Human visual system masking characteristics: In order to design an effective visible watermarking, it is necessary to take into account the HVS masking characteristics of the visible watermark image and the host image. The following factors will be considered in our scheme (Kankanhalli and Rajmohan, 1999; Yang et al., 2010a, b).
|•||Human eyes have different sensitivity to different luminance, most sensitive to medium luminance usually, Weber ratio keeps const 0.02 within a large range of medium gray and sensitivity declines nonlinearly within the low and high luminance range. We can define contrast sensitivity as follows:|
where, I(i, j), 0≤i<M,0≤j<N is the pixel value at the spatial position (i, j) of the host image I with size MxN
|•||Human eyes are more sensitive to the noise in image smooth areas than that of image texture areas. Let H(i,j) be the entropy of the 4x4 neighborhood of pixel (i,j), greater entropy value is corresponding to the image texture or edge area, while less entropy value corresponds to image smooth area., so we can use the entropy H(i,j) to depict the texture characteristics of the 4x4 neighborhood of pixel (i,j)|
Based on all the above considerations, we devise a visual perception factor computational model to incorporate the effect of HVS masking characteristics into the visual factor of each pixel as follows.
Determination of the scaling and embedding factors: In this watermarking scheme, to achieve high PSNR value for the watermarked image and good watermark invisibility, we exploit the perceptual features of both the host image and the watermark image. So the following formula is used to embed the visual watermark in the watermark insertion stage.
Where the α(i,j) and β(x,y) are the scaling factor for host image and the embedding factor for the watermark respectively. I(i,j) and w(x,y) denote the pixel values of host image F with size MxN in location (i,j) and the watermark image W with mxn in location (x,y) respectively.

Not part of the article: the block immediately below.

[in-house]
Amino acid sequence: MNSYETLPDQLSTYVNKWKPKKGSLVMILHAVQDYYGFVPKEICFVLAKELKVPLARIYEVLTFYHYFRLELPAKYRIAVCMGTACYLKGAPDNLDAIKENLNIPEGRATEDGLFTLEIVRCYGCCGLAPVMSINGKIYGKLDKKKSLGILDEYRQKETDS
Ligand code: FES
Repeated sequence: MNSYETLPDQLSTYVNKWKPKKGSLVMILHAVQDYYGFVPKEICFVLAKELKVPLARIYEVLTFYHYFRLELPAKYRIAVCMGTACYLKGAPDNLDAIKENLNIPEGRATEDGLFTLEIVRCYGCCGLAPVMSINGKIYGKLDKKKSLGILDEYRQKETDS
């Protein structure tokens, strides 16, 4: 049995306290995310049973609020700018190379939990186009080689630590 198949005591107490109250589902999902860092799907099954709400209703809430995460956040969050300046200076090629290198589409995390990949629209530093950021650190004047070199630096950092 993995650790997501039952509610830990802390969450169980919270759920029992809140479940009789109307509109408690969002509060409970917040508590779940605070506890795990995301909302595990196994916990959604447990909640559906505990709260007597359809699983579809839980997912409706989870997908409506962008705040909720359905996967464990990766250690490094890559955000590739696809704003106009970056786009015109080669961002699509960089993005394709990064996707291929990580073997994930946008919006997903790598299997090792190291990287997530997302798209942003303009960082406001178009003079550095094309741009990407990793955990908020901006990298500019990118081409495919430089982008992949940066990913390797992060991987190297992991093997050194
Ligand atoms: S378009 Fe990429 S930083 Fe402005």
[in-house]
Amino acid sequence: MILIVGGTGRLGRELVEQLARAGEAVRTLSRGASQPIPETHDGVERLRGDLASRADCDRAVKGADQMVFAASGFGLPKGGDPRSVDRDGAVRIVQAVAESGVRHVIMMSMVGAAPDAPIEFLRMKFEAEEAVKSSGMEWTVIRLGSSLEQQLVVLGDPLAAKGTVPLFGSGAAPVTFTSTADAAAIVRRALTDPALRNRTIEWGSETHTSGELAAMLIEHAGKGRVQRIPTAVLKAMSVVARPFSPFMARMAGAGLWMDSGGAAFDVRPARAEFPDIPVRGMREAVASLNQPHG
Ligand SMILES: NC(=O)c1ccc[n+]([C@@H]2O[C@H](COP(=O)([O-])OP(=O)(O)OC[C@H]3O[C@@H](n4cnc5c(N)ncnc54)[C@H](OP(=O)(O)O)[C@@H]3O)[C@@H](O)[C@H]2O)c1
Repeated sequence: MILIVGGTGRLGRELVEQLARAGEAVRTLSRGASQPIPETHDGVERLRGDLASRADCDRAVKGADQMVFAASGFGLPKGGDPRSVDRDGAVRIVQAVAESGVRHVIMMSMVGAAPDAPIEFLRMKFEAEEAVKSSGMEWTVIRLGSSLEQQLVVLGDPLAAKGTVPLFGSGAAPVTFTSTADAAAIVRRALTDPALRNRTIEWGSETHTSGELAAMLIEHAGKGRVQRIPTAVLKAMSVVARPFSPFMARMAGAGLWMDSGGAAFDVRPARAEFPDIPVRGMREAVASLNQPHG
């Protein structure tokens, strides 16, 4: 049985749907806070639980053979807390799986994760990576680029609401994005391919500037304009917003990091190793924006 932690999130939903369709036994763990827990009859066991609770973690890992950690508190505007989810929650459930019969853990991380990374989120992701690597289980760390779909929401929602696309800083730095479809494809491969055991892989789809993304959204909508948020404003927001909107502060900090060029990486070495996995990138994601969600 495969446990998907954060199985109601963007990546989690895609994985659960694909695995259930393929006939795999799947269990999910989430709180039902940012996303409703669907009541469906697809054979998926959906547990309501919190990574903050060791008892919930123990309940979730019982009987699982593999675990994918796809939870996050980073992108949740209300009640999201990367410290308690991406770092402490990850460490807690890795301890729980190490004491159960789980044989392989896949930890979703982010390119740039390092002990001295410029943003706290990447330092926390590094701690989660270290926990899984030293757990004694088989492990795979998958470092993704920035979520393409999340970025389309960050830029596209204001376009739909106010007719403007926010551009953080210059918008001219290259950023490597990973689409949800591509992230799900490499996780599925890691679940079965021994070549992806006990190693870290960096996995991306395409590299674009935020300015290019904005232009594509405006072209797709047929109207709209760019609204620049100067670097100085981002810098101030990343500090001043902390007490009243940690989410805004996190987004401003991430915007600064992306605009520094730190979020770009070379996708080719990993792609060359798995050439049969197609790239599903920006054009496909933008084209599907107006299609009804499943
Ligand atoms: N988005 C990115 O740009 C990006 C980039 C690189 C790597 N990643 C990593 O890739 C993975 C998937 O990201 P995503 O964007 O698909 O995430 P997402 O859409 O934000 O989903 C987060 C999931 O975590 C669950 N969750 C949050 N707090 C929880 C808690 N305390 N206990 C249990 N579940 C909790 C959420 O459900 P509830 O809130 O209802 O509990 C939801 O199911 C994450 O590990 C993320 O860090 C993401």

The proposed algorithm inserts the watermark directly in spatial domain, which utilizes both the original image and the visible watermark image features. The scaling factor α(i,j) and the embedding factor β(x,y) are calculated as follows.
|Step 1:||Divide the host image and the watermark image into 4x4 sub-blocks, respectively|
|Step 2:||Compute the visual factor J for each pixel using Eq. 2|
|Step 3:||Obtain the scaling factor α(i,j) and the embedding factor β(x,y) by scaling the visual factor J as follows|
where, a, b, c, d are the predetermined parameters, Functions max() and min() return the maximum and minimum respectively
Visible watermark embedding: In watermark embedding, we take full advantage of both the original image features and the watermark image features. The detailed watermark embedding strategy is composed of the following steps.
|Step 1:||The original image I (to be watermarked) and the watermark image W are divided into blocks of size 4x4|
|Step 2:||Calculate the scaling factor α(i,j) and the embedding factor β(x,y) for each sub-block by using Eq. 4|
|Step 3:||Select the sub-blocks of the original image for watermark embedding|
|Step 4:||Modify the pixel value of the selected host image sub-blocks using Eq. 3 and then the watermarked image is obtained|
To evaluate the effectiveness of the proposed scheme, extensive experiments are conducted on many standard test images. In the experiment, We use some gray-scale image with size 512x512 as the original images and use grayscale images with free size as the watermark images.
|Fig. 1:||The visible watermark image|
Let a, b, c, d in Eq.(4) be 0.94, 0.980, 0.05, 0.2060, respectively.